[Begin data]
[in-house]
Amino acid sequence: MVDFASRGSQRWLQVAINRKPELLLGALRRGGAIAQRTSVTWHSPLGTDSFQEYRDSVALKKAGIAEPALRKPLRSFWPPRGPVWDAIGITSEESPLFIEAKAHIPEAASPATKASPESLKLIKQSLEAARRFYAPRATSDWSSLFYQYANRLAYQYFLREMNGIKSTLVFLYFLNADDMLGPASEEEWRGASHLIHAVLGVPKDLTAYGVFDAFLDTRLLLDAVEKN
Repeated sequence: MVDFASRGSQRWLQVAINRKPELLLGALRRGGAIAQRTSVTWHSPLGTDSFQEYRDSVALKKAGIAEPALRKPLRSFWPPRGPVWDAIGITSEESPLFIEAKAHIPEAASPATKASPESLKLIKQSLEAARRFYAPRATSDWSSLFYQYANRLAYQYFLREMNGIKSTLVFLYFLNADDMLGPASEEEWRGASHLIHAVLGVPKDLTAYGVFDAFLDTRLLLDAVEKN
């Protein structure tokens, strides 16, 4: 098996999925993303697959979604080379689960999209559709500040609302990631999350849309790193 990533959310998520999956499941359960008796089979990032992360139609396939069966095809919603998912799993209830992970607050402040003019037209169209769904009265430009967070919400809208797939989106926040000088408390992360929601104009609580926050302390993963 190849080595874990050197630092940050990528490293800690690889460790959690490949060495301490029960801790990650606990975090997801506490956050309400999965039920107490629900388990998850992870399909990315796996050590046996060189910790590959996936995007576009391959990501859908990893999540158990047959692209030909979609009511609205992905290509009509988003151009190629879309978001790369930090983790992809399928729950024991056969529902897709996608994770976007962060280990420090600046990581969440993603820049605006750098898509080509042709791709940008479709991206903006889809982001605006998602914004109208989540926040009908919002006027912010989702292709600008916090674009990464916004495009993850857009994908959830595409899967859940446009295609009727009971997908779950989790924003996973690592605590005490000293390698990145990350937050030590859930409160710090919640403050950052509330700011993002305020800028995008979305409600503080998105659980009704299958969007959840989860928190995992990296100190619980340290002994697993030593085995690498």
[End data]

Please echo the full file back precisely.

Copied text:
[in-house]
Amino acid sequence: MVDFASRGSQRWLQVAINRKPELLLGALRRGGAIAQRTSVTWHSPLGTDSFQEYRDSVALKKAGIAEPALRKPLRSFWPPRGPVWDAIGITSEESPLFIEAKAHIPEAASPATKASPESLKLIKQSLEAARRFYAPRATSDWSSLFYQYANRLAYQYFLREMNGIKSTLVFLYFLNADDMLGPASEEEWRGASHLIHAVLGVPKDLTAYGVFDAFLDTRLLLDAVEKN
Repeated sequence: MVDFASRGSQRWLQVAINRKPELLLGALRRGGAIAQRTSVTWHSPLGTDSFQEYRDSVALKKAGIAEPALRKPLRSFWPPRGPVWDAIGITSEESPLFIEAKAHIPEAASPATKASPESLKLIKQSLEAARRFYAPRATSDWSSLFYQYANRLAYQYFLREMNGIKSTLVFLYFLNADDMLGPASEEEWRGASHLIHAVLGVPKDLTAYGVFDAFLDTRLLLDAVEKN
């Protein structure tokens, strides 16, 4: 098996999925993303697959979604080379689960999209559709500040609302990631999350849309790193 990533959310998520999956499941359960008796089979990032992360139609396939069966095809919603998912799993209830992970607050402040003019037209169209769904009265430009967070919400809208797939989106926040000088408390992360929601104009609580926050302390993963 190849080595874990050197630092940050990528490293800690690889460790959690490949060495301490029960801790990650606990975090997801506490956050309400999965039920107490629900388990998850992870399909990315796996050590046996060189910790590959996936995007576009391959990501859908990893999540158990047959692209030909979609009511609205992905290509009509988003151009190629879309978001790369930090983790992809399928729950024991056969529902897709996608994770976007962060280990420090600046990581969440993603820049605006750098898509080509042709791709940008479709991206903006889809982001605006998602914004109208989540926040009908919002006027912010989702292709600008916090674009990464916004495009993850857009994908959830595409899967859940446009295609009727009971997908779950989790924003996973690592605590005490000293390698990145990350937050030590859930409160710090919640403050950052509330700011993002305020800028995008979305409600503080998105659980009704299958969007959840989860928190995992990296100190619980340290002994697993030593085995690498």